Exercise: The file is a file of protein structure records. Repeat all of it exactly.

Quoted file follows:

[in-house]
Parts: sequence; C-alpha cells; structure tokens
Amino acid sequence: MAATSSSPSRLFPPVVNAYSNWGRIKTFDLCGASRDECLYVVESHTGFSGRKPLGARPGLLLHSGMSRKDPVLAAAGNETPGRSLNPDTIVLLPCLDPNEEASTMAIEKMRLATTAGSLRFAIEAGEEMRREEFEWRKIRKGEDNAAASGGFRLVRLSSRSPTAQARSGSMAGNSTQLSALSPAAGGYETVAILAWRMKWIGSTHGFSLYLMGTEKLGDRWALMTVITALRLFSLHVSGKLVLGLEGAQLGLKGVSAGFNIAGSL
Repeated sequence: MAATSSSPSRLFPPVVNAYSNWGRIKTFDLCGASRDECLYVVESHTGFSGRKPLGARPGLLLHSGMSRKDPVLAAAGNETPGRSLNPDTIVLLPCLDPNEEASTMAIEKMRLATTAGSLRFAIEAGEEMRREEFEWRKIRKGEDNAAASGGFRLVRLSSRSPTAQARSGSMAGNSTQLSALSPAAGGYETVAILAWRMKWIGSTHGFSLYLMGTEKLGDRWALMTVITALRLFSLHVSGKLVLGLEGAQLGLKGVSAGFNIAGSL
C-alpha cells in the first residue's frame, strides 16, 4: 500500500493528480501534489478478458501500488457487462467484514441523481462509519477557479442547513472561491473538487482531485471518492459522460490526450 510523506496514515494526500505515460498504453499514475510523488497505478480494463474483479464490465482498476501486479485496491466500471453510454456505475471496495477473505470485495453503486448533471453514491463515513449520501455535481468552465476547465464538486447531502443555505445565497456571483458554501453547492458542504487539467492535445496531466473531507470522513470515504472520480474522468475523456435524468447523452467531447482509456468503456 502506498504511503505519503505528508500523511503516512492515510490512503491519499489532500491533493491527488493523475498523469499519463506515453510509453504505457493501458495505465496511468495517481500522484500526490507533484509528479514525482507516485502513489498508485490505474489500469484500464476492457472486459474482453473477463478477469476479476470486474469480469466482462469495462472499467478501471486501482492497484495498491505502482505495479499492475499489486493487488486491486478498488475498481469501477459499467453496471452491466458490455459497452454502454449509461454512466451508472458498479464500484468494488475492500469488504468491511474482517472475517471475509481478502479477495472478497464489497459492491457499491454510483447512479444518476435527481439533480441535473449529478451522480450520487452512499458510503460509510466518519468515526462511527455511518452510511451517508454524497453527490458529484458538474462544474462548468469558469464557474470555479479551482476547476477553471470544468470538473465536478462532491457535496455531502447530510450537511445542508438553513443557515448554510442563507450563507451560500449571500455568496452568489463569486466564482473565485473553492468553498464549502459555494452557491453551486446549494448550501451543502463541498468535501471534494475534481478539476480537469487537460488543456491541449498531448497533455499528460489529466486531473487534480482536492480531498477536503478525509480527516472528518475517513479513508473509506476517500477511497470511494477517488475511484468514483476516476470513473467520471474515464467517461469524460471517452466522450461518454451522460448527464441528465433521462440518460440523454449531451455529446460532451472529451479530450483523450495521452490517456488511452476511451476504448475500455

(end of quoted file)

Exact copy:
[in-house]
Parts: sequence; C-alpha cells; structure tokens
Amino acid sequence: MAATSSSPSRLFPPVVNAYSNWGRIKTFDLCGASRDECLYVVESHTGFSGRKPLGARPGLLLHSGMSRKDPVLAAAGNETPGRSLNPDTIVLLPCLDPNEEASTMAIEKMRLATTAGSLRFAIEAGEEMRREEFEWRKIRKGEDNAAASGGFRLVRLSSRSPTAQARSGSMAGNSTQLSALSPAAGGYETVAILAWRMKWIGSTHGFSLYLMGTEKLGDRWALMTVITALRLFSLHVSGKLVLGLEGAQLGLKGVSAGFNIAGSL
Repeated sequence: MAATSSSPSRLFPPVVNAYSNWGRIKTFDLCGASRDECLYVVESHTGFSGRKPLGARPGLLLHSGMSRKDPVLAAAGNETPGRSLNPDTIVLLPCLDPNEEASTMAIEKMRLATTAGSLRFAIEAGEEMRREEFEWRKIRKGEDNAAASGGFRLVRLSSRSPTAQARSGSMAGNSTQLSALSPAAGGYETVAILAWRMKWIGSTHGFSLYLMGTEKLGDRWALMTVITALRLFSLHVSGKLVLGLEGAQLGLKGVSAGFNIAGSL
C-alpha cells in the first residue's frame, strides 16, 4: 500500500493528480501534489478478458501500488457487462467484514441523481462509519477557479442547513472561491473538487482531485471518492459522460490526450 510523506496514515494526500505515460498504453499514475510523488497505478480494463474483479464490465482498476501486479485496491466500471453510454456505475471496495477473505470485495453503486448533471453514491463515513449520501455535481468552465476547465464538486447531502443555505445565497456571483458554501453547492458542504487539467492535445496531466473531507470522513470515504472520480474522468475523456435524468447523452467531447482509456468503456 502506498504511503505519503505528508500523511503516512492515510490512503491519499489532500491533493491527488493523475498523469499519463506515453510509453504505457493501458495505465496511468495517481500522484500526490507533484509528479514525482507516485502513489498508485490505474489500469484500464476492457472486459474482453473477463478477469476479476470486474469480469466482462469495462472499467478501471486501482492497484495498491505502482505495479499492475499489486493487488486491486478498488475498481469501477459499467453496471452491466458490455459497452454502454449509461454512466451508472458498479464500484468494488475492500469488504468491511474482517472475517471475509481478502479477495472478497464489497459492491457499491454510483447512479444518476435527481439533480441535473449529478451522480450520487452512499458510503460509510466518519468515526462511527455511518452510511451517508454524497453527490458529484458538474462544474462548468469558469464557474470555479479551482476547476477553471470544468470538473465536478462532491457535496455531502447530510450537511445542508438553513443557515448554510442563507450563507451560500449571500455568496452568489463569486466564482473565485473553492468553498464549502459555494452557491453551486446549494448550501451543502463541498468535501471534494475534481478539476480537469487537460488543456491541449498531448497533455499528460489529466486531473487534480482536492480531498477536503478525509480527516472528518475517513479513508473509506476517500477511497470511494477517488475511484468514483476516476470513473467520471474515464467517461469524460471517452466522450461518454451522460448527464441528465433521462440518460440523454449531451455529446460532451472529451479530450483523450495521452490517456488511452476511451476504448475500455